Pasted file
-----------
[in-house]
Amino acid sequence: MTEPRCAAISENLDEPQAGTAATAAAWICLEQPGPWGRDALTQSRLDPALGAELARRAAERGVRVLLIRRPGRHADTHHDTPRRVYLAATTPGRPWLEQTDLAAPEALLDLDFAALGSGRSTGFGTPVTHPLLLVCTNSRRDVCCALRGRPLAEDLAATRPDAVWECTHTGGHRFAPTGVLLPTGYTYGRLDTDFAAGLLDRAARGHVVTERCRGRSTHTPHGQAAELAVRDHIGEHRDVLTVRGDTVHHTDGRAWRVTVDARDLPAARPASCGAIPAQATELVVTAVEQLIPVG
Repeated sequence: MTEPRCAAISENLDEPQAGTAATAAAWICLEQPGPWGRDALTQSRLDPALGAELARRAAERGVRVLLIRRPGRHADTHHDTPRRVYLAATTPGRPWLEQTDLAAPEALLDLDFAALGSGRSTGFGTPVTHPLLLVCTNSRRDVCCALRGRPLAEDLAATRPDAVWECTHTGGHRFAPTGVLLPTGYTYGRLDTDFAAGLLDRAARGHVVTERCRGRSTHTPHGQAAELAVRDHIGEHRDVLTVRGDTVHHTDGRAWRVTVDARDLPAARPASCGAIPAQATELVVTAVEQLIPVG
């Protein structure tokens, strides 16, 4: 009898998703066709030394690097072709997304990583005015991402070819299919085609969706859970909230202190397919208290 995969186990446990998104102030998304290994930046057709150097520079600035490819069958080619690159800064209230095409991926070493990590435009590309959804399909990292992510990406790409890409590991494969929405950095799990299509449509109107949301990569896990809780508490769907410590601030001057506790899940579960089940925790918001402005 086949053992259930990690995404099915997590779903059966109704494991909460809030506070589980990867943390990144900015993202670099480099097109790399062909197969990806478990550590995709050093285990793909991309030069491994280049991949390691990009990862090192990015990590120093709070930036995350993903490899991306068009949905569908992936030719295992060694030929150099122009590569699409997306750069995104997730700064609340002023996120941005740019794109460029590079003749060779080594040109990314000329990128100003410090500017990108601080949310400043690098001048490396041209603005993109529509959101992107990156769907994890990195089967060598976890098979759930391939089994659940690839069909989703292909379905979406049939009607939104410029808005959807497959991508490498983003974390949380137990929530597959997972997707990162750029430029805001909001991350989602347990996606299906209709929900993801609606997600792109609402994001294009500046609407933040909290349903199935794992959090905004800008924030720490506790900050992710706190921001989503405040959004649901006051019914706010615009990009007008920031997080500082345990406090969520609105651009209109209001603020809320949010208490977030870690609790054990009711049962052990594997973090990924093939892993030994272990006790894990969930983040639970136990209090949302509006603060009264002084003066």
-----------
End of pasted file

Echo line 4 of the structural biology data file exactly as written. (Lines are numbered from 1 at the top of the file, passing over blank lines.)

């Protein structure tokens, strides 16, 4: 009898998703066709030394690097072709997304990583005015991402070819299919085609969706859970909230202190397919208290 995969186990446990998104102030998304290994930046057709150097520079600035490819069958080619690159800064209230095409991926070493990590435009590309959804399909990292992510990406790409890409590991494969929405950095799990299509449509109107949301990569896990809780508490769907410590601030001057506790899940579960089940925790918001402005 086949053992259930990690995404099915997590779903059966109704494991909460809030506070589980990867943390990144900015993202670099480099097109790399062909197969990806478990550590995709050093285990793909991309030069491994280049991949390691990009990862090192990015990590120093709070930036995350993903490899991306068009949905569908992936030719295992060694030929150099122009590569699409997306750069995104997730700064609340002023996120941005740019794109460029590079003749060779080594040109990314000329990128100003410090500017990108601080949310400043690098001048490396041209603005993109529509959101992107990156769907994890990195089967060598976890098979759930391939089994659940690839069909989703292909379905979406049939009607939104410029808005959807497959991508490498983003974390949380137990929530597959997972997707990162750029430029805001909001991350989602347990996606299906209709929900993801609606997600792109609402994001294009500046609407933040909290349903199935794992959090905004800008924030720490506790900050992710706190921001989503405040959004649901006051019914706010615009990009007008920031997080500082345990406090969520609105651009209109209001603020809320949010208490977030870690609790054990009711049962052990594997973090990924093939892993030994272990006790894990969930983040639970136990209090949302509006603060009264002084003066």